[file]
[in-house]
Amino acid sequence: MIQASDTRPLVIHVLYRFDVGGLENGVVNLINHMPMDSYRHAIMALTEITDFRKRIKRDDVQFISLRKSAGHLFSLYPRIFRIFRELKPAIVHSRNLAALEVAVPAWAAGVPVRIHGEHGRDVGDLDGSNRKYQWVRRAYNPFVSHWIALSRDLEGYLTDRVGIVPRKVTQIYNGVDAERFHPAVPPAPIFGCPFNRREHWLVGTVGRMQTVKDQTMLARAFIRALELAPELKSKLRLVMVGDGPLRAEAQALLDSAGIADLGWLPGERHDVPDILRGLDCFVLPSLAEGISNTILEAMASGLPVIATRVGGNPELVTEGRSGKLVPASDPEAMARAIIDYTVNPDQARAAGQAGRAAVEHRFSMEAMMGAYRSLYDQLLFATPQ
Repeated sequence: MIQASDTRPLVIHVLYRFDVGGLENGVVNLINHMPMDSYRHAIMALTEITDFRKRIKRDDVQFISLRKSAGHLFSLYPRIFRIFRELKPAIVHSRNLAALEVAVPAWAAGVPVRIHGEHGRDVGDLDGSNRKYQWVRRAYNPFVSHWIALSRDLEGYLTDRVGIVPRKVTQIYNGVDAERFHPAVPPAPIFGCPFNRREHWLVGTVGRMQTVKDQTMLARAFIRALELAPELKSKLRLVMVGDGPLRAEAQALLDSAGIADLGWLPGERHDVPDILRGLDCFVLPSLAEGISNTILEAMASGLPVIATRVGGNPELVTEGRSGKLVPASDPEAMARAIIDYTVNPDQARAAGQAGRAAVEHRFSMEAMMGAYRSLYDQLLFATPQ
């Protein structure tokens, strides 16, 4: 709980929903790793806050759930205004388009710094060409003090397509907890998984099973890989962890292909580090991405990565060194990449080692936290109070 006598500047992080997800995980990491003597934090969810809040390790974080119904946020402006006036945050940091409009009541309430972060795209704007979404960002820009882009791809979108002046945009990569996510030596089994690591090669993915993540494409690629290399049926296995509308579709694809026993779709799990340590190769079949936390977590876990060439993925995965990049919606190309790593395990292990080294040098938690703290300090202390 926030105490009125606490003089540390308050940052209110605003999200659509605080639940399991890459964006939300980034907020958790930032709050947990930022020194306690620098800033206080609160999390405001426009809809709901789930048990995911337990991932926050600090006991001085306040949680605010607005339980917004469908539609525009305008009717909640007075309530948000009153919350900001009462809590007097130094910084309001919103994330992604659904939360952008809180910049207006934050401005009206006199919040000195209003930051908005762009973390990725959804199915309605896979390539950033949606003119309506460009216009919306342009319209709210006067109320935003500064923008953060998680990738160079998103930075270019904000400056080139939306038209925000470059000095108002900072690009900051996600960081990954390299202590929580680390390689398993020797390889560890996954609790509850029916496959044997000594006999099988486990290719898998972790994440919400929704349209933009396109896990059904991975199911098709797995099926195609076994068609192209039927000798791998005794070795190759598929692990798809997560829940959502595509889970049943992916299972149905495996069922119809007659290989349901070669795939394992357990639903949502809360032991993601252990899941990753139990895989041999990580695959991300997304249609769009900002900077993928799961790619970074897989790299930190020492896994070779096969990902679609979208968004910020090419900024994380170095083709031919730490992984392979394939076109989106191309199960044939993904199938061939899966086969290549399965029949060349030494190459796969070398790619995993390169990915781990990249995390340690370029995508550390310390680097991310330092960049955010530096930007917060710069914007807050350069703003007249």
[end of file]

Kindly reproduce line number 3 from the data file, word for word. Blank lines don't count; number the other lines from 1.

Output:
Repeated sequence: MIQASDTRPLVIHVLYRFDVGGLENGVVNLINHMPMDSYRHAIMALTEITDFRKRIKRDDVQFISLRKSAGHLFSLYPRIFRIFRELKPAIVHSRNLAALEVAVPAWAAGVPVRIHGEHGRDVGDLDGSNRKYQWVRRAYNPFVSHWIALSRDLEGYLTDRVGIVPRKVTQIYNGVDAERFHPAVPPAPIFGCPFNRREHWLVGTVGRMQTVKDQTMLARAFIRALELAPELKSKLRLVMVGDGPLRAEAQALLDSAGIADLGWLPGERHDVPDILRGLDCFVLPSLAEGISNTILEAMASGLPVIATRVGGNPELVTEGRSGKLVPASDPEAMARAIIDYTVNPDQARAAGQAGRAAVEHRFSMEAMMGAYRSLYDQLLFATPQ